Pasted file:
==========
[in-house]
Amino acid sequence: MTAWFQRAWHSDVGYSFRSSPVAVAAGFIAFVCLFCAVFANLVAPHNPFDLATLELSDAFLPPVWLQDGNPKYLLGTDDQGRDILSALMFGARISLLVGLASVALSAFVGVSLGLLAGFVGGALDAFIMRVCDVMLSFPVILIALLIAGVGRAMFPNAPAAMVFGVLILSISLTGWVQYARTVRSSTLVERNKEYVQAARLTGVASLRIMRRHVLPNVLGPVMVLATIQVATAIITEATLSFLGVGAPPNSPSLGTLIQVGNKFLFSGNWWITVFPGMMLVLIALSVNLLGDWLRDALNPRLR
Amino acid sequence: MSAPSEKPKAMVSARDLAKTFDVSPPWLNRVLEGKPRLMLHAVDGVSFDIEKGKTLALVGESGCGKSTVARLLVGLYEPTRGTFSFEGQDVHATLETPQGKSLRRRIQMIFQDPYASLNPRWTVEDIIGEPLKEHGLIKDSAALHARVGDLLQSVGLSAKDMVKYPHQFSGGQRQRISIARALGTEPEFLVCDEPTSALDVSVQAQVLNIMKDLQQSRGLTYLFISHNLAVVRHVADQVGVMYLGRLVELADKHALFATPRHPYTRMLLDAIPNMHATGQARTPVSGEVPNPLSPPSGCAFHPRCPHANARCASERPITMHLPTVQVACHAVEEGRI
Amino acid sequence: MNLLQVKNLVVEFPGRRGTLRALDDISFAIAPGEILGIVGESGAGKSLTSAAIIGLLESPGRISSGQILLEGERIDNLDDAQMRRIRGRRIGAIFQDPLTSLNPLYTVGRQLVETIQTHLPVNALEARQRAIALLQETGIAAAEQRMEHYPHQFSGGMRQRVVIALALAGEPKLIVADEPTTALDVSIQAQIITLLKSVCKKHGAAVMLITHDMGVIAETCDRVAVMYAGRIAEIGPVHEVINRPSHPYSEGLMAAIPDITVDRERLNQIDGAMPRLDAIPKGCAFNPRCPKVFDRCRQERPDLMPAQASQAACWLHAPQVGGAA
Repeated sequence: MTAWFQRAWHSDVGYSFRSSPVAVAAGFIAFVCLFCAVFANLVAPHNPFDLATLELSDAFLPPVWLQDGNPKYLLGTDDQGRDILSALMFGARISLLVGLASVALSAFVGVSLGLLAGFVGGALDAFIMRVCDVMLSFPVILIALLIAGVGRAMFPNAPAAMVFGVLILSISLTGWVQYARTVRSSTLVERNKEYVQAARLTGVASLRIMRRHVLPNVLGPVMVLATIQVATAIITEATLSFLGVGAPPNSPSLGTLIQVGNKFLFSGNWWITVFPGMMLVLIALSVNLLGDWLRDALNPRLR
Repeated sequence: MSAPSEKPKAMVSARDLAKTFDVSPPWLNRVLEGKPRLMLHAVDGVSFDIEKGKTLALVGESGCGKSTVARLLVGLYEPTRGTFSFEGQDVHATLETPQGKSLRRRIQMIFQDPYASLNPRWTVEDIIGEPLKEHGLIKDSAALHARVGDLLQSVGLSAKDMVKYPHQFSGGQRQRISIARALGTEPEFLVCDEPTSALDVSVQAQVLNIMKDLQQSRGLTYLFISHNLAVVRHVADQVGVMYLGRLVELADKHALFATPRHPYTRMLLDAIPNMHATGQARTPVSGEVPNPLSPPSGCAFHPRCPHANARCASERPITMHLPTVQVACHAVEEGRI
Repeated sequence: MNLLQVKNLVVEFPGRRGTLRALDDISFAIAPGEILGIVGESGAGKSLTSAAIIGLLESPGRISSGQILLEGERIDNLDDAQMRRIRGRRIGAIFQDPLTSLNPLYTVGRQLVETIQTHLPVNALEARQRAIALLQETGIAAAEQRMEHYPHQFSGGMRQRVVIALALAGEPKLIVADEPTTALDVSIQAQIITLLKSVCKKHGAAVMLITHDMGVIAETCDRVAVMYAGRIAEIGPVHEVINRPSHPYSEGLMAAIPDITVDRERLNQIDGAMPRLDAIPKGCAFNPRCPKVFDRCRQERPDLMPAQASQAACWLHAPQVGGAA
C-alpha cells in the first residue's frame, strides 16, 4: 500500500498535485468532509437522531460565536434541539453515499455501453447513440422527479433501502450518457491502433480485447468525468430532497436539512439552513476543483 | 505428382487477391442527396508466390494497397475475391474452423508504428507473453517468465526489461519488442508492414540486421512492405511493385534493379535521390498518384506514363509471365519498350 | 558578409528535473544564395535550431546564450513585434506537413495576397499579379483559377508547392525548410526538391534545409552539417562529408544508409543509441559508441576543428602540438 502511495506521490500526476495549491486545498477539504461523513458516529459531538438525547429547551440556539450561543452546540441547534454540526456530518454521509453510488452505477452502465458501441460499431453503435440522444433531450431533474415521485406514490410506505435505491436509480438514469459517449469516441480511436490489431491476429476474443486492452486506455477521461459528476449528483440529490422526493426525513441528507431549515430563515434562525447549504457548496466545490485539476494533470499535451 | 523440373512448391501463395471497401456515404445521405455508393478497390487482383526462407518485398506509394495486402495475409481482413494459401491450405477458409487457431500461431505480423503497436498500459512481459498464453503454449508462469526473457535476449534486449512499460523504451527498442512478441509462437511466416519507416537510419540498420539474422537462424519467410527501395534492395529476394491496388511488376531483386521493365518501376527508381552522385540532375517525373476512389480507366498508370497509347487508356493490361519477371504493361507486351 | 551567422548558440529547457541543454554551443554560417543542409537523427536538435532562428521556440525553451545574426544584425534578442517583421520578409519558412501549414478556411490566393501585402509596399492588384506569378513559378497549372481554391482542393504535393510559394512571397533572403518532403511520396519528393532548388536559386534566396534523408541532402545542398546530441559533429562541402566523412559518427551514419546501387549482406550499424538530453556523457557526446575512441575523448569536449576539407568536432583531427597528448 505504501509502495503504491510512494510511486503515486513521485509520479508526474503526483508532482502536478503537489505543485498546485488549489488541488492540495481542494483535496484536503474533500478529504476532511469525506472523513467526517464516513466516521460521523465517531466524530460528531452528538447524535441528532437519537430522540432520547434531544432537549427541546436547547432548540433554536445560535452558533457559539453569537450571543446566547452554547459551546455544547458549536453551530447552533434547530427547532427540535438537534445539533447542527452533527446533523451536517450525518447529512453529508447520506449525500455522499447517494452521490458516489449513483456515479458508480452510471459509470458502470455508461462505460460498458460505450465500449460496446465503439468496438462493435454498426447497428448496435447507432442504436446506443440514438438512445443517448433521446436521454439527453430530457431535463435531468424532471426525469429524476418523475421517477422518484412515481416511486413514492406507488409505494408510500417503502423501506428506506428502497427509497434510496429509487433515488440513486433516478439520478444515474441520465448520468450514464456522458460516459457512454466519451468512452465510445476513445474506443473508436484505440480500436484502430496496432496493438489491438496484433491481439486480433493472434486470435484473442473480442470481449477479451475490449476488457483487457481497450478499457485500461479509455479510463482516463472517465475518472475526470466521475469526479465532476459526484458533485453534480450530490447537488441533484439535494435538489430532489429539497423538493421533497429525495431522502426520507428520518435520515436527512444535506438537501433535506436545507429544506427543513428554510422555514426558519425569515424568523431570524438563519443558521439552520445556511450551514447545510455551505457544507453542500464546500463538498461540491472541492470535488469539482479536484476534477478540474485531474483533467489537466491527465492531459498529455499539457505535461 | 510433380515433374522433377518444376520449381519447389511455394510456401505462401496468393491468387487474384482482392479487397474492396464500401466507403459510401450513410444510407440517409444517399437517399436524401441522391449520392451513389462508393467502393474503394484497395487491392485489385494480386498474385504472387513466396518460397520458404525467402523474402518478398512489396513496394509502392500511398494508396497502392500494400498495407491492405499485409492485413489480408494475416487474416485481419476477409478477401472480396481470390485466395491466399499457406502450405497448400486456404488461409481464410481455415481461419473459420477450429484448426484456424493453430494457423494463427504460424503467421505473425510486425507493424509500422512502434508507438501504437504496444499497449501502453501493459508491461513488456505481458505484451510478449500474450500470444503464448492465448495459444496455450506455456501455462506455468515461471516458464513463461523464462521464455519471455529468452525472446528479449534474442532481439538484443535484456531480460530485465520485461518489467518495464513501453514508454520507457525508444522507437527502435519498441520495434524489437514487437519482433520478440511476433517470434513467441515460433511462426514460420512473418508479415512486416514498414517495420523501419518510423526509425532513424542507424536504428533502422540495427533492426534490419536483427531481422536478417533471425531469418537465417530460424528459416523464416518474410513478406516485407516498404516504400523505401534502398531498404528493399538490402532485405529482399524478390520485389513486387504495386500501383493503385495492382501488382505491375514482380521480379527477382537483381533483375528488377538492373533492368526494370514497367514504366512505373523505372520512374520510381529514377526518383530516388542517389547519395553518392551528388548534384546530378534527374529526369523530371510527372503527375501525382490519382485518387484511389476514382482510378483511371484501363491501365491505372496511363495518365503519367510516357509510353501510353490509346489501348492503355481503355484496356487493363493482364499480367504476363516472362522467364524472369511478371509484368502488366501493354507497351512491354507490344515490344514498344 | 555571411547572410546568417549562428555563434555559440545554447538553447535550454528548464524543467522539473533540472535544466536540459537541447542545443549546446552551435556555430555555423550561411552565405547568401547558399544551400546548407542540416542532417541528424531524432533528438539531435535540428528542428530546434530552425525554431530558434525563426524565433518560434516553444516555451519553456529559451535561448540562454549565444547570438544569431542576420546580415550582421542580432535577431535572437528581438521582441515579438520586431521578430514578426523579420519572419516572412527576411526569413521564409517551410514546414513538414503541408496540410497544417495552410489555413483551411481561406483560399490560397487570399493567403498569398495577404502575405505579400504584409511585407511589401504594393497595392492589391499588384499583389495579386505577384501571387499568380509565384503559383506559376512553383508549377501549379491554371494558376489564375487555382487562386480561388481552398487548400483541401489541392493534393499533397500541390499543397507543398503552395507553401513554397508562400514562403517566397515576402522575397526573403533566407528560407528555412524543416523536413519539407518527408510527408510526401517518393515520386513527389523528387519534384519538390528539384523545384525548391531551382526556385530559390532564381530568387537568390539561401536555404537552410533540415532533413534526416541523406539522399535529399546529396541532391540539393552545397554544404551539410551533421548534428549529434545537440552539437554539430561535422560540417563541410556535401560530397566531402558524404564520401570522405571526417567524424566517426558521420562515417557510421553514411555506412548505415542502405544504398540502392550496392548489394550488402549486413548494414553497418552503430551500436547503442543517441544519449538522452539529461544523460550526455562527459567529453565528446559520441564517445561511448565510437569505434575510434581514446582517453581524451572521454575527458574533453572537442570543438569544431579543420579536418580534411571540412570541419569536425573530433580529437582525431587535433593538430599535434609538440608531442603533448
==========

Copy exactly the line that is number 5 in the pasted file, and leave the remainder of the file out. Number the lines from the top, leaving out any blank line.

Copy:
Repeated sequence: MTAWFQRAWHSDVGYSFRSSPVAVAAGFIAFVCLFCAVFANLVAPHNPFDLATLELSDAFLPPVWLQDGNPKYLLGTDDQGRDILSALMFGARISLLVGLASVALSAFVGVSLGLLAGFVGGALDAFIMRVCDVMLSFPVILIALLIAGVGRAMFPNAPAAMVFGVLILSISLTGWVQYARTVRSSTLVERNKEYVQAARLTGVASLRIMRRHVLPNVLGPVMVLATIQVATAIITEATLSFLGVGAPPNSPSLGTLIQVGNKFLFSGNWWITVFPGMMLVLIALSVNLLGDWLRDALNPRLR